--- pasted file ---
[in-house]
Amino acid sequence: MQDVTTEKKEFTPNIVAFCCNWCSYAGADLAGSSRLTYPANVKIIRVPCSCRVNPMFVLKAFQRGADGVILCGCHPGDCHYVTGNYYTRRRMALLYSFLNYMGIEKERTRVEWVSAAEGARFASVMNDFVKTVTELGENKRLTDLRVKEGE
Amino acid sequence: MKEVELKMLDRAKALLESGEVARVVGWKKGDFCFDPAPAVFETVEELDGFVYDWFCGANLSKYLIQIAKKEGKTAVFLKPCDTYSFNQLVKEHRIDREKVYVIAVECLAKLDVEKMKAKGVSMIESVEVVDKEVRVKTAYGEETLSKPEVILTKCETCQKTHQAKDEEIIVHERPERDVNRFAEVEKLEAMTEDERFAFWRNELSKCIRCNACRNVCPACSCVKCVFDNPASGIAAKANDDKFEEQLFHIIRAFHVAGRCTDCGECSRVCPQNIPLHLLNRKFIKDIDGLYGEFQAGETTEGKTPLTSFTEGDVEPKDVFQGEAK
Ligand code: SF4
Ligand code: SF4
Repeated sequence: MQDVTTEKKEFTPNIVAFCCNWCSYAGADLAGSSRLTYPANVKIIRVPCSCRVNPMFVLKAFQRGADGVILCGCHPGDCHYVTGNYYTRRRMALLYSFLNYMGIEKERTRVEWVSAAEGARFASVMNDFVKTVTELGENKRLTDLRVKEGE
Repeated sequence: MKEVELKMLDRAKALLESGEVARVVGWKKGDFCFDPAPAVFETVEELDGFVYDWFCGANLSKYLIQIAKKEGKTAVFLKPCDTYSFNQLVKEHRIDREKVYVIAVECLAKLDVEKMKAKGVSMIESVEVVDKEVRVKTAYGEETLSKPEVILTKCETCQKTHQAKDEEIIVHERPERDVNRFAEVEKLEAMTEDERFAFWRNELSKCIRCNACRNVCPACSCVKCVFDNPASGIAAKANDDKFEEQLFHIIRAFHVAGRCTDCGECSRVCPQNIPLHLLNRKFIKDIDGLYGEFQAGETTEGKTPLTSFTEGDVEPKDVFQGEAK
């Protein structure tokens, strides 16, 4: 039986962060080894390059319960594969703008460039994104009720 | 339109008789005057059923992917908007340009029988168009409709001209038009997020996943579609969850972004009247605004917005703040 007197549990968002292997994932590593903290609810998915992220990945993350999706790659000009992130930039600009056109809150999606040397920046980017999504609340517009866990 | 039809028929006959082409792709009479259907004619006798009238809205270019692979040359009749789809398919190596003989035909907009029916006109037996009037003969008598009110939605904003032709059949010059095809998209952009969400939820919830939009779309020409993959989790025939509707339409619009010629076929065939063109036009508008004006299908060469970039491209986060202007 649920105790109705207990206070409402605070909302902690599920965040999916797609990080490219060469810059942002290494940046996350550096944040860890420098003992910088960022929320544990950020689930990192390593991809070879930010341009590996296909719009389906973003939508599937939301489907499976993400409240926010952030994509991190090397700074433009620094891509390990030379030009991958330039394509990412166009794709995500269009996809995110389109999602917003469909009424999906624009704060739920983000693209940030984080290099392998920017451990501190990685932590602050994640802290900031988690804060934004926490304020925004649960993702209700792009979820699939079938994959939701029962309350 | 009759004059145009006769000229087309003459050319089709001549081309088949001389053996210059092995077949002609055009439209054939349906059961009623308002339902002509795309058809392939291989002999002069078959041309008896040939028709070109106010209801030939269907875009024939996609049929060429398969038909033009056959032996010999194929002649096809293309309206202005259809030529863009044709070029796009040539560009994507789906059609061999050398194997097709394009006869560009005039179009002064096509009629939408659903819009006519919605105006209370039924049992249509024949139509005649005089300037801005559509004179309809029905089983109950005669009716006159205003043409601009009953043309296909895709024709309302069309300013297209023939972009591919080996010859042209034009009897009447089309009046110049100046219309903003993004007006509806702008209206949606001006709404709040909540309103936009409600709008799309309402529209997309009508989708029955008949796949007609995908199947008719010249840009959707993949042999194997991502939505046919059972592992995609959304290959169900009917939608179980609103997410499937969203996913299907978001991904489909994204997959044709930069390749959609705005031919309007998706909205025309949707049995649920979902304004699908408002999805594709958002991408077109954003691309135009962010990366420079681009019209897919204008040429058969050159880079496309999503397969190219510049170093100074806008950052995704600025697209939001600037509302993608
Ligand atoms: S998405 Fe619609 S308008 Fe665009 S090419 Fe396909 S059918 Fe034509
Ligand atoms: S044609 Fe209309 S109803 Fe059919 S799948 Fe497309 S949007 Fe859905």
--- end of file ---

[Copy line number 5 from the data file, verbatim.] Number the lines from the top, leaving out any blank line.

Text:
Ligand code: SF4